The key difference for golfers is that a tournament is a one-off affair while leagues are a recurring pastime that run for weeks at a time. For the owner/operator this is also a critical difference and a compelling reason to promote league play. Where tournaments can be very labor intensive, requiring dedicated resources to execute successfully, leagues guarantee a large group of people convening at the facility repeatedly. And the group not only will play golf; they are candidates to be consumers of every product and service available at the course, from hard goods to handicapping services. And if a facility can get multiple leagues operating, targeting a variety of audiences, that vertical can become  a pillar of reliable income season after season.

To make it even easier for operators to offer league play, there is a growing number of entrepreneurs who offer league play in partnership with facilities. One of those is Spark, a network of 9-hole, social golf leagues played on weekday evenings. According to its website, more than 1,200 courses will host Spark Golf across the US and Canada in 2023. Spark offers a “welcoming format and relaxed rules…designed for players of all skill levels who are looking to have fun while playing in a friendly competition.” The idea of a format that is less about the rules and the score and more about the fun is especially appealing to both new and returning golfers who are more interested in a great time than a great score.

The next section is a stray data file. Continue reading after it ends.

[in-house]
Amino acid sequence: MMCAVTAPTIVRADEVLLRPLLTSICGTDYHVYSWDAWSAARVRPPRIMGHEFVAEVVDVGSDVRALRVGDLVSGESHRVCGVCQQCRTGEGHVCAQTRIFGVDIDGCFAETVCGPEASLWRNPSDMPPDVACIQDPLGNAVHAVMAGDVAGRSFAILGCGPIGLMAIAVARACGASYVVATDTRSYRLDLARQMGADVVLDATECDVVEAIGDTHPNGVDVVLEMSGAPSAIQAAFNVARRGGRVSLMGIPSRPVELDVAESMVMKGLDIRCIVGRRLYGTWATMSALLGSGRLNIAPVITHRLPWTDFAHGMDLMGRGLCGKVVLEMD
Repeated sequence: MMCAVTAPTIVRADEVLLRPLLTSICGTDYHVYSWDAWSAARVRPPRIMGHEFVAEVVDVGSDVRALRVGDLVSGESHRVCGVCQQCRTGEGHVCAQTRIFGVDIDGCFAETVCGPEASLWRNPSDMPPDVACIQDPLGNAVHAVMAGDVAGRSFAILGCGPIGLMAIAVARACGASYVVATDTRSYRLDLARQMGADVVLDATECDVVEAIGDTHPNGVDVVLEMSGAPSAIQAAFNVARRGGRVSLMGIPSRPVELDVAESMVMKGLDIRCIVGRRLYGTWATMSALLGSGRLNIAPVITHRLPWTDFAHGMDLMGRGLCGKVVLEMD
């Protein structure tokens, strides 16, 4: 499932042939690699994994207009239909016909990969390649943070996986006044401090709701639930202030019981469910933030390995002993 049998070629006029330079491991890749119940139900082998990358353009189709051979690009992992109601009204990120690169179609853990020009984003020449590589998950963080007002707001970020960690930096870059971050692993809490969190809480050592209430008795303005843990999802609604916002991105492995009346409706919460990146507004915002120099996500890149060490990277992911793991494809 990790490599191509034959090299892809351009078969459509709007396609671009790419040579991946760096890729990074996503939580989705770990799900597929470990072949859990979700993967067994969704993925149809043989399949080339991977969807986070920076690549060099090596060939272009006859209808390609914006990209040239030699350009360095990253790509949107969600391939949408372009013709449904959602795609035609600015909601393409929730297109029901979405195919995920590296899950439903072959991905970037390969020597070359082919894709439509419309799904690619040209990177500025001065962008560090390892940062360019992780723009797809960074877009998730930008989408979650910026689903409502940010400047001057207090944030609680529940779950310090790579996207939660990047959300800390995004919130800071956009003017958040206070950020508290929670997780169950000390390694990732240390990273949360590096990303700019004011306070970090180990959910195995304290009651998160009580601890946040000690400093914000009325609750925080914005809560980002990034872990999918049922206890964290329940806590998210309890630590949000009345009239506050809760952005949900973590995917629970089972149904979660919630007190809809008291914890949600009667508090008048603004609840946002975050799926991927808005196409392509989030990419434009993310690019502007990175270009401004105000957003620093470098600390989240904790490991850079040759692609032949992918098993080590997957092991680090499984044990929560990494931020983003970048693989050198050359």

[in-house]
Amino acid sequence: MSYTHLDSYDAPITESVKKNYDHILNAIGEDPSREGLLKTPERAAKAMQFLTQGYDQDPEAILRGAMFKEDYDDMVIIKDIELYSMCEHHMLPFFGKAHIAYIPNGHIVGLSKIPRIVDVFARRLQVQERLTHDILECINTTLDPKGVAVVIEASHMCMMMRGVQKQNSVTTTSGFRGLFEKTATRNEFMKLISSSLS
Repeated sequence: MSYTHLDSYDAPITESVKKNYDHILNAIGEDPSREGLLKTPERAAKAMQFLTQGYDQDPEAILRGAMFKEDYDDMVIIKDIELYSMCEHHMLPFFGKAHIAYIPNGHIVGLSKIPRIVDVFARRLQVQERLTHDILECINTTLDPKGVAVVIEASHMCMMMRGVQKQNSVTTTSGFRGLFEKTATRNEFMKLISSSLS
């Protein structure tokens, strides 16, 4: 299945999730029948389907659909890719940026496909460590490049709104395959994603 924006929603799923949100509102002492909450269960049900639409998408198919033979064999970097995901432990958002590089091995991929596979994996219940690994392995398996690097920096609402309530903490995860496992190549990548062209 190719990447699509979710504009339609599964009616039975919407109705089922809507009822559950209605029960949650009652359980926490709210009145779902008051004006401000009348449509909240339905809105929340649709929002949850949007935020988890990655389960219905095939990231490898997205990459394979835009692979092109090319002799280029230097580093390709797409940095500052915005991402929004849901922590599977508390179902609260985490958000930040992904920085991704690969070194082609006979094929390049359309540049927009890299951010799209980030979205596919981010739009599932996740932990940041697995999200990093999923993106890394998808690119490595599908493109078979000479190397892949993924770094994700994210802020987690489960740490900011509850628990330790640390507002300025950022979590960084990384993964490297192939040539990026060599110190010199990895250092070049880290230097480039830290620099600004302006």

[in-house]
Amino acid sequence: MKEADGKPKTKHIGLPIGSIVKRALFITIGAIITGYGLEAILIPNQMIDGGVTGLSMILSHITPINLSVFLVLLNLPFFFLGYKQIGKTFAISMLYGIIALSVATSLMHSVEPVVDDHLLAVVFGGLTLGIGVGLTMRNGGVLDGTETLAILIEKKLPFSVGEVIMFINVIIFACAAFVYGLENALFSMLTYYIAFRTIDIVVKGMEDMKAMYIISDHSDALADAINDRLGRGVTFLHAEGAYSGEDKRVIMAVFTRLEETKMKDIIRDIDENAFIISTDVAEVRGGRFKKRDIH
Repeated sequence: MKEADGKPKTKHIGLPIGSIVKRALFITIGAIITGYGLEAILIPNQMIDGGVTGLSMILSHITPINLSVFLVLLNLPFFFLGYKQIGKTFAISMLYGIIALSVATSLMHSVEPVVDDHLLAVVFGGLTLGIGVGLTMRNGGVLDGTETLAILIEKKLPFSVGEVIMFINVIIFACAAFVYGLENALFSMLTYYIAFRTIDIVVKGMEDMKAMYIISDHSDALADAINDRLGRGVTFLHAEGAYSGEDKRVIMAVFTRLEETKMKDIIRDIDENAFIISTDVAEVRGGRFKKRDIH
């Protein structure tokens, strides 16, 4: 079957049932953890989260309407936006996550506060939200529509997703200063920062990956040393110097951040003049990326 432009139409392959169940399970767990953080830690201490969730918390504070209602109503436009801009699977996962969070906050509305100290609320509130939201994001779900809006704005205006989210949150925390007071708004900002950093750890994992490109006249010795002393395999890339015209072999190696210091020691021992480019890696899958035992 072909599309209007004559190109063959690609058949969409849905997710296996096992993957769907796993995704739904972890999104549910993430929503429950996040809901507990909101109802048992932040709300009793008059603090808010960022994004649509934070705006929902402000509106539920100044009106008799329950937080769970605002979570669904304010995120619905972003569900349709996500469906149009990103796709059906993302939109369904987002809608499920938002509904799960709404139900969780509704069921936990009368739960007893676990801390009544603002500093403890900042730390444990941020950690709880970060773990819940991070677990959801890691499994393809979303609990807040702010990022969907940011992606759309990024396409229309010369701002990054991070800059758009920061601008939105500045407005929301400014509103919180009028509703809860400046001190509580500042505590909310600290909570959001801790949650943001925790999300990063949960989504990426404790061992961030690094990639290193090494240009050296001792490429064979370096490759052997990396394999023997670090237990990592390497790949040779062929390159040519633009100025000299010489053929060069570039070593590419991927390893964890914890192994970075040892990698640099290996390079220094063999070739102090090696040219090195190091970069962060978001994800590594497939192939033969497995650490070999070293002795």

The value side is appealing as well with Spark, because it’s free for golfers to register. Once a golfer signs up, league rounds are available for purchase each week, or a player can save money by prepaying for multiple rounds at a discount. There is no minimum-round commitment so participants can play as their schedules allow.

For operators who would like to ramp up their league offerings, there are a few things to consider.

  1. Let patrons know that you are interested in promoting league play. There is always a group of people at any facility who are the organizer-type; these folks will help you organize your leagues and recruit players. 

  2. Offer a range of flavors. Organize league play available for a variety of tastes, from serious low-handicappers to high-handicappers, gender-based, youth and other categories. And let the participants have a large say in the rules and atmosphere of the league.

  3. Reach out to local businesses and organizations, as they can be tremendous drivers of business. Making positive connections with a company’s employees could lead to business that extends beyond the league, such as meetings, weddings and other events.

  4. It’s never too late to get started. If you don’t feel that you have time to get leagues up and running in the spring, set your sights on having an offering for the fall season. There likely will be plenty of golfers who can be available for one and not the other.

Leagues have been around for a long time. But with a new breed of player emerging at golf facilities, these bastions of competition are now becoming a source of fun and camaraderie for patrons and reliable revenue source for owner/operators.


This article was featured in the May/June edition of Golf Business magazine.